ORRINGTON – A group opposing the shipment of mercury from the United States to India announced Wednesday that citizen groups in that country along with American environmental organizations are protesting HoltraChem Manufacturing Co.’s sale of the toxic metal.
Forty tons of mercury from the closed chemical plant already have been shipped to a licensed broker in Albany, N.Y., according to plant manager Dave Baillargeon. Eventually, the mercury is expected to be transported to India, he said.
The Penobscot Alliance for Mercury Elimination announced in a press release Wednesday that “U.S. and India-based activist groups have joined hands to prevent the export of a 130-ton stockpile of used and toxic mercury from the U.S. to an undisclosed destination in India.” Mercury from HoltraChem is believed to be part of that stockpile.
Greenpeace, Toxics Link and Basel Action Network were listed as groups joining the Penobscot Alliance along with the Maine People’s Alliance and Natural Resources Council of Maine in the protest.
“This import can pre-empt fledgling attempts by Indian groups to frame rules to handle existing mercury contamination and to find alternatives to mercury,” said Basel Action Network spokesperson Ravi Agarwalin in New Delhi.
According to the press release, these groups have highlighted numerous instances of toxic trade, hazardous waste dumping and the export of obsolete products or technologies by industrialized companies into India.
While the exact destination of the stockpiled mercury is unknown, one of the world’s largest manufacturers of mercury-containing thermometers is in India, according to Michael Belliveau, toxics project director for the Natural Resources Council of Maine.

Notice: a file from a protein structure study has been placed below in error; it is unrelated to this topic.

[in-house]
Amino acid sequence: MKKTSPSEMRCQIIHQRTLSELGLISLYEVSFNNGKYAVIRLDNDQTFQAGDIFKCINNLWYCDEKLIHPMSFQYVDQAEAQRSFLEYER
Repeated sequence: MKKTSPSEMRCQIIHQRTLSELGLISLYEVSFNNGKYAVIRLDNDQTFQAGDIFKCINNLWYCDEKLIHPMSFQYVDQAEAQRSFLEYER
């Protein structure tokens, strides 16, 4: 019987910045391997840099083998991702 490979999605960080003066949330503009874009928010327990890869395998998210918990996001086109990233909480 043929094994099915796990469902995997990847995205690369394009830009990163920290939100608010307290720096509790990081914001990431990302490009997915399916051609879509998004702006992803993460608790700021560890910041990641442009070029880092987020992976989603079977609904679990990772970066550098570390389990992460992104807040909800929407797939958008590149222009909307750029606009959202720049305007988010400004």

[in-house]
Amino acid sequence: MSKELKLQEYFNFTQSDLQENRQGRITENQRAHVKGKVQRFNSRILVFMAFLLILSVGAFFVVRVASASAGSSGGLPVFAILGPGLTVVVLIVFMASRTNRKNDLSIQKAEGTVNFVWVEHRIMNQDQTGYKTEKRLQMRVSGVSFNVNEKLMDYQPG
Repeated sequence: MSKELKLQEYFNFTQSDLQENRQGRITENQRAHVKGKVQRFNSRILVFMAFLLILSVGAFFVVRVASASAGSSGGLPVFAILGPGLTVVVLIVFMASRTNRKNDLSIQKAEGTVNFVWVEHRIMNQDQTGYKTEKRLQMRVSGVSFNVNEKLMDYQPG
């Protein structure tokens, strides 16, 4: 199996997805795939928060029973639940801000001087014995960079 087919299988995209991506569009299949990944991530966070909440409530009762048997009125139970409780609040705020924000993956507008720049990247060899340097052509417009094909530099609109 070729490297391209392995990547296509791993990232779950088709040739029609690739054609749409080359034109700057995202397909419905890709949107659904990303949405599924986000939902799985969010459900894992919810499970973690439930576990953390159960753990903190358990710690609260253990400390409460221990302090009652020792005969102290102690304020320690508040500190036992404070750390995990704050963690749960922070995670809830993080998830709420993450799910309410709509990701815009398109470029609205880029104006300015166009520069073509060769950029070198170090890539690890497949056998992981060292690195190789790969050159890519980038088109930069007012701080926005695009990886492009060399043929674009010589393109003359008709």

Baillargeon said Wednesday that protests so far have been ineffective in keeping mercury from leaving the closed chemical plant. He anticipated that within the next two weeks an additional 15 tons to 18 tons of mercury would be removed from the Orrington plant.
“I haven’t seen where the protests have deterred the process,” he said. “Mercury is a marketable commodity and we are well within our legal rights to move it. I see the protests more as an expression of opinion by very concerned individuals.”
The HoltraChem plant ceased operations in September and moved into a shutdown phase last month after efforts to find a buyer fell through. The plant had seven chemical spills in 13 months in 1997 and 199 8. That, along with concerns over removing an estimated 260,000 pounds of mercury from the plant, sparked protests from environmental groups.
The most recent protest was on Dec. 9, when about 70 people protested mercury leaving HoltraChem and being shipped to India. For 30 years, the plant used mercury to turn salt water into chlorine and caustic soda, used mostly by paper companies.
The press release stated that Greenpeace, Basel Action Network, Toxics Link and other groups have expressed concern about the export of mercury to India with the U.S. Embassy and government officials there. They also have alerted the trade unions, including dock workers in both countries.